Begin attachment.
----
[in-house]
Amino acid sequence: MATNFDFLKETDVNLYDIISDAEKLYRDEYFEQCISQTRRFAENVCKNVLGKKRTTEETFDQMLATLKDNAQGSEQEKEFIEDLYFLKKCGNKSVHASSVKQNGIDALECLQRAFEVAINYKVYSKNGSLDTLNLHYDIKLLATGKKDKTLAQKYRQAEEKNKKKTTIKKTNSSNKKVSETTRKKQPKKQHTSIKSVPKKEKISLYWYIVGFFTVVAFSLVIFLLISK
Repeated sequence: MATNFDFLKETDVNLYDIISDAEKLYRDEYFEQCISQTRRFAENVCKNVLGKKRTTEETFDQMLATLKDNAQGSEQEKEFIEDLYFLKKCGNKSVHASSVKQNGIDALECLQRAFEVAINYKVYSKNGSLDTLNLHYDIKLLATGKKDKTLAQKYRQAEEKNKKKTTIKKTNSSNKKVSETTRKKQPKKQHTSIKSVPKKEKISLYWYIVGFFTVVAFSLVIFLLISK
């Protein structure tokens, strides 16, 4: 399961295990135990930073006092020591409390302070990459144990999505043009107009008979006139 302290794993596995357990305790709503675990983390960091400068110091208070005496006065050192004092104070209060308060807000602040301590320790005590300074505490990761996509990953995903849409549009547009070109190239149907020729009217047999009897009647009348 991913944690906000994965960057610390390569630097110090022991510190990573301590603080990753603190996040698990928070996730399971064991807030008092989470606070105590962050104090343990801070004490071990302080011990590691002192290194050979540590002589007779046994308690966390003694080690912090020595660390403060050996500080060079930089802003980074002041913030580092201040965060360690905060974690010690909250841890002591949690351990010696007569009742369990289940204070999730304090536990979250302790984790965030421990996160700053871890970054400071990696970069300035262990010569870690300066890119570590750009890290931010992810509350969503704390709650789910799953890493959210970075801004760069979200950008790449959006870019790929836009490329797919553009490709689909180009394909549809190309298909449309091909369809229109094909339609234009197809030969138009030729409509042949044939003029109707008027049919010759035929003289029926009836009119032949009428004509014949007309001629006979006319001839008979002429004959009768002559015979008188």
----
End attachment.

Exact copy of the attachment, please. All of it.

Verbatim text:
[in-house]
Amino acid sequence: MATNFDFLKETDVNLYDIISDAEKLYRDEYFEQCISQTRRFAENVCKNVLGKKRTTEETFDQMLATLKDNAQGSEQEKEFIEDLYFLKKCGNKSVHASSVKQNGIDALECLQRAFEVAINYKVYSKNGSLDTLNLHYDIKLLATGKKDKTLAQKYRQAEEKNKKKTTIKKTNSSNKKVSETTRKKQPKKQHTSIKSVPKKEKISLYWYIVGFFTVVAFSLVIFLLISK
Repeated sequence: MATNFDFLKETDVNLYDIISDAEKLYRDEYFEQCISQTRRFAENVCKNVLGKKRTTEETFDQMLATLKDNAQGSEQEKEFIEDLYFLKKCGNKSVHASSVKQNGIDALECLQRAFEVAINYKVYSKNGSLDTLNLHYDIKLLATGKKDKTLAQKYRQAEEKNKKKTTIKKTNSSNKKVSETTRKKQPKKQHTSIKSVPKKEKISLYWYIVGFFTVVAFSLVIFLLISK
């Protein structure tokens, strides 16, 4: 399961295990135990930073006092020591409390302070990459144990999505043009107009008979006139 302290794993596995357990305790709503675990983390960091400068110091208070005496006065050192004092104070209060308060807000602040301590320790005590300074505490990761996509990953995903849409549009547009070109190239149907020729009217047999009897009647009348 991913944690906000994965960057610390390569630097110090022991510190990573301590603080990753603190996040698990928070996730399971064991807030008092989470606070105590962050104090343990801070004490071990302080011990590691002192290194050979540590002589007779046994308690966390003694080690912090020595660390403060050996500080060079930089802003980074002041913030580092201040965060360690905060974690010690909250841890002591949690351990010696007569009742369990289940204070999730304090536990979250302790984790965030421990996160700053871890970054400071990696970069300035262990010569870690300066890119570590750009890290931010992810509350969503704390709650789910799953890493959210970075801004760069979200950008790449959006870019790929836009490329797919553009490709689909180009394909549809190309298909449309091909369809229109094909339609234009197809030969138009030729409509042949044939003029109707008027049919010759035929003289029926009836009119032949009428004509014949007309001629006979006319001839008979002429004959009768002559015979008188």